Forestry 

The most common injuries in forestry are not the most serious and usually involve a sprain or strain that someone can recover from in a couple of weeks. But, because of the heavy-duty equipment that’s used, when the more serious incidents do occur they can have tragic consequences, resulting in a sustained absence of leave or in the worst-case scenario, fatality.

The industry has tackled these dangers head-on by implementing operator certification guidelines that are overseen by the Ministry of Training, Colleges and Universities. It is now a legal requirement that every worker is fully trained and licensed on each piece of mechanical harvesting equipment before going out to work. 

The introduction of a voluntary program called Safe Workplace Ontario is also helping reduce serious injuries. Consisting of 22 safety standards specific to forestry, the program performs annual audits on the companies that have opted in to ensure that they’re meeting safety requirements.

Although safety results are improving, nobody in the industry is prepared to take their eye off the ball. “There have been less injuries in recent years, definitely a downward trend,” says Chris Serratore, a Forestry Consultant at Workplace Safety North. “However, there has to be an extended focus on training new operators, we have to ensure that everyone meets the highest standards.”

Mining 

Some of the dangerous incidents that occur in mines are due to falls of rock, while others can be connected to pedestrian equipment visibility. Due to the seriousness of these hazards and the injuries that they can cause, it’s imperative that every operator and pedestrian is trained to exacting standards before entering a mine. It’s an industry where nothing is taken for granted, especially safety. 

“The most important thing to come out of a mine are the men and women that work there,” says Dwayne Plamondon, Director of Mining at Workplace Safety North.

Mining relies on the diligence and accountability of every single employee. This is reflected in the industry’s Internal Responsibility System (IRS), in which every person within an organization has a direct responsibility for health and safety. The extent of each person’s responsibility is based on their level of authority in the workplace, and experts see the IRS as the key to preventing incidents.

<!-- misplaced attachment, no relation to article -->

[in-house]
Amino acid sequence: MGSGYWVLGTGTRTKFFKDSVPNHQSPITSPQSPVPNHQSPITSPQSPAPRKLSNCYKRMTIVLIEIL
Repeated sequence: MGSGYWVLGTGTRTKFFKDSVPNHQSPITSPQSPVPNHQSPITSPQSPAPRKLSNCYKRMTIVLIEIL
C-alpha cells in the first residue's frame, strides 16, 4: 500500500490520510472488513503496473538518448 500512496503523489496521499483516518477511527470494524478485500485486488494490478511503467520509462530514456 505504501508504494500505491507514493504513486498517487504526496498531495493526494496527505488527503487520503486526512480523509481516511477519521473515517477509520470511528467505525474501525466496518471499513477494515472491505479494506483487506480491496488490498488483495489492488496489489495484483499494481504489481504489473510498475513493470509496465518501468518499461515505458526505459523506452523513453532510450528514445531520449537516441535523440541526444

If the IRS makes up the framework for preventing incidents, the Neil George Five Point Safety System acts as the practical tool that enables every shift worked in the mine to be completed safely. Introduced by George in 1942, the step-by-step guide to eradicating danger is seen as  one of the most important tools in mining safety and is still followed by the industry to this day. It reads:

▣ 1. Check the entrance to the place of work.

▣ 2. Is the working place and equipment in good order?

▣ 3. Are people working properly?

▣ 4. Perform an act of safety to build safety consciousness.

▣ 5. Can, and will, people continue to work properly?

“The most important thing to come out of a mine are the men and women that work there.”

Construction

In large construction projects, every hazard is a major one. The most common, and most dangerous, is falls from heights, a safety issue that the construction industry has been challenged with for decades.  To combat these dangers, the Ontario government funds organizations like the Infrastructure Health and Safety Association (IHSA), which works to identify risks in construction and then develops programs and controls that help to improve safety. 

Two years ago the IHSA adopted the Certificate of Recognition (COR) program, a management safety audit system. Companies that participate have to demonstrate, through a review of documentation, on site observation and interviews with staff, that they are managing an effective health and safety program. 

COR is also used as a pre-qualification tool, so instead of governments and regulatory bodies trying to enforce health and safety standards, buyers, users and contractors are able to influence the safety of work on their sites by insisting that companies they employ be COR certified.

Started in Alberta 20 years ago, COR has had a significant impact in high-risk industries, like construction. Since it was introduced in Ontario 360 employers have registered with the program and 65 are fully certified. Major construction buyers Infrastructure Ontario, TTC and Metrolinx are moving towards policies that state they’ll only do business with COR certified employers. 

“There has been a significant reduction in workplace incidents over the past ten to 12 years,” says Paul Casey, VP of Programs and Strategic Development at IHSA.  “And a lot of that is driven by industry safety programs like COR.”

Joe Rosengarten
editorial@mediaplanet.com